As with just about any port city, Marseille has an active gay scene. Locals aren’t into public displays of affection seen in Paris, so you won’t see many men holding hands on the street; but the Marseille Gay Pride each July is an open and festive occasion with parade and downtown street party, now embraced by much of the population at large. The nearby cities of Avignon, Montpelier, and Nîmes, form a regional triangle with Marseille; each has it's own gay scene.
Marseille Provence Airport is about 12 miles northwest of the city. It’s France’s second largest gateway, so there are direct connections from almost everywhere except North America. You’ll likely have to transfer in Paris. Trains and buses, each running every 20 minutes or so, will get you from Vitrolles station to Marseille in 25 minutes for around five to ten euros. Take the 5 minute shuttle bus at quay 2 from the terminal building. Arles, Avignon, Montpelier, and Nimes also have direct rail links, and for Aix-en-Provence there's a bus. Shuttle buses and taxis are also standing by to take you to your hotel. For Cannes, Nice and Toulon, change at Marseille. The Gare Saint Charles, main train station, has national and regional rail connections provided by SNCF and TER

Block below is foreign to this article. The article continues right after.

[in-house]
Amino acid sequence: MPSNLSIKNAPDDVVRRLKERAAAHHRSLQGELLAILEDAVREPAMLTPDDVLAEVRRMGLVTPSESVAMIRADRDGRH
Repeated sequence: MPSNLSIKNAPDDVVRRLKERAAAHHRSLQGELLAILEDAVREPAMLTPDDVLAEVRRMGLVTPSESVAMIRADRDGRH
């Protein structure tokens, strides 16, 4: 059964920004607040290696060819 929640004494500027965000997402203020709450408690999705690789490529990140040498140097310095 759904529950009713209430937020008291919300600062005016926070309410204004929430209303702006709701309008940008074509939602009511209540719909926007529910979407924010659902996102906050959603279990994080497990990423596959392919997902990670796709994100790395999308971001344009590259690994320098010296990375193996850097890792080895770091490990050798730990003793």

Downtown Marseille is crisscrossed by bus routes, 30 stations on two lines of the Metro train system, and a tramway - all operated by RTM. Single trip fares are €1.70, or €2 on board the bus. Ten trip multi-user cards are €14. A 24-hour pass costs €5.20 and for 72 hours it's €10.80. For an overview of local transit in English see UrbanRail/Marseille.
From the Tourist Office you can buy a City Pass for a day (€26), two days (€33), or three days (€41), with unlimited access to all RTM routes, entry to 15 museums, a boat trip, a guided tour of Chateau d'If fortress, and the train to the Basilica of Notre-Dame de la Garde. Taxis are a good bet late at night, and to see the other towns and villages of Provence, a car rental is useful.